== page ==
Oil Prices Rise, Demand Impacts High Crude Oil Cost


A recent Ship and Bunker news states that oil Prices Gain Traction Despite Warning That Demand Destruction Has Begun.

Demand impacted by high price

Despite a warning that demand is starting to be impacted by high prices, oil on Monday rose by over 2 percent as analysts continued to express concern over physical shortages exacerbated by outages in Libyaand, potentially, Norway.

Due to the U.S. holiday there was no settlement on Monday, but West Texas Intermediate for August delivery rose 2.1 percent to $110.66 per barrel as of 3:30 p.m. EST; Brent for September settlement rose 1.7 percent to $113.50.

While Libya struggles with political unrest and Norway faces a workers’ strike, there has also been tightness in the Middle Eastas Oman futures surge relative to the Dubai benchmark; and this seemed to eclipse concern over Vitol Group warning over the weekend that surging fuel costs are starting to hurt demand.

Giovanni Staunovo, a commodity analyst at UBS Group, said, “Risk-on sentiment and a stronger dollar have helped to lift prices.”

In fact, desperation in the political realm for something to be done about tight supply was expressed on Monday by UK prime minister Boris Johnson, who despite conceding that “There may be some question about quite how much more the Saudis could pump out at this particular moment” told the House of Commons on Monday that Saudi Arabia needs “to produce more oil – no question.”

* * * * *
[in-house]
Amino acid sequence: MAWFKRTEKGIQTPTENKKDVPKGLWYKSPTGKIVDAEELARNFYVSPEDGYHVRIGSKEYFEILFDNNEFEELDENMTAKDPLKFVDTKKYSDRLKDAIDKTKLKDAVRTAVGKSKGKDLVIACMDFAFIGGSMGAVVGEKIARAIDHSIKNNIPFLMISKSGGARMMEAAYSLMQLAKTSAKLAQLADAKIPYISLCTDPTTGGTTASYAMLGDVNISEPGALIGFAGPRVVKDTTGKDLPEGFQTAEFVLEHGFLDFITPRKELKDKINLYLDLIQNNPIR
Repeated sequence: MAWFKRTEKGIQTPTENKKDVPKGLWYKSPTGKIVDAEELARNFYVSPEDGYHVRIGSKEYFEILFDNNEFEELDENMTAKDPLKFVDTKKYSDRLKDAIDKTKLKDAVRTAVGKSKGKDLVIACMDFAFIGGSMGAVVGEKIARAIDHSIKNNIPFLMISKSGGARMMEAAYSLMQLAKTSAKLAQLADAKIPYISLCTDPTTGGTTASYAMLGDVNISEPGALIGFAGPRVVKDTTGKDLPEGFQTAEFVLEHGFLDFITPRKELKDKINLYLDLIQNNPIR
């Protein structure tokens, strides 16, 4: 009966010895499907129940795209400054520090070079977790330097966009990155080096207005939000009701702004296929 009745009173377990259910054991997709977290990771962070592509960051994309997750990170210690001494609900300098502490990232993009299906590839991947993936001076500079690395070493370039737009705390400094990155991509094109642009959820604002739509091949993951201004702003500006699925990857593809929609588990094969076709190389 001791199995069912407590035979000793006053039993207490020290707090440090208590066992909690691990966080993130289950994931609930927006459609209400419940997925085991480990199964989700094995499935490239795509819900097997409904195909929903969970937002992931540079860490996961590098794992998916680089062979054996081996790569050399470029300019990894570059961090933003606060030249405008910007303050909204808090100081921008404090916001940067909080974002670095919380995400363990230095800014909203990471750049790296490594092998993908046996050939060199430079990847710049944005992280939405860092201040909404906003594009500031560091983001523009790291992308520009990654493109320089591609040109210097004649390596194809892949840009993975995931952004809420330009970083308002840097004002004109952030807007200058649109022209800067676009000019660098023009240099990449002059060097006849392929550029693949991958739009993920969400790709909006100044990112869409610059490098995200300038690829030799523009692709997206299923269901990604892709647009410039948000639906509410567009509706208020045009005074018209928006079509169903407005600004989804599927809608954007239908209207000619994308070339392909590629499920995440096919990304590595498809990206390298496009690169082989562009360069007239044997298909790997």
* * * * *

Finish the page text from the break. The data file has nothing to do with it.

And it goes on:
Saudi Arabia official data

Bloomberg noted that while Saudi Arabia’s official data indicates that it can produce as much as 12 million barrels per day (bpd), or about 1.5 million per day more than current levels, the news agency’s estimates show its highest monthly average level at 11.6 million per day, reached in early 2020.

Rachel Ziemba, founder of Ziemba Insightstold media on Monday that “We’re starting to see some signs of demand destruction, particularly for gasoline, but it’s really just off some of the highs of last year, when gasoline prices were much cheaper.”

Ziemba went on to note that, “All these consumption metrics we look at are actually still higher now than they were this time in 2019, when gasoline prices were definitely cheaper, when a lot of other goods were cheaper, and when the U.S. economy was also in a fairly robust state.”

Also on Monday, Bloomberg reported that Russian cargoes bound for Asia were down by more than 15 percent on both a weekly and four-week average basis from the highs seen at the end of May.

Flows are also edging lower on a four-week rolling average basis: shipments in the four weeks to July 1 averaged 3.46 million bpd, their lowest since the period ending April 15.

Additionally, while China and India is still taking more than half of all the crude shipped from Russia, flows to Asia in the most recent four week period accounted for 52 percent of Russia’s total seaborne exports, down from a high of 63 percent in the four weeks to April 15.

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Source: Ship and Bunker


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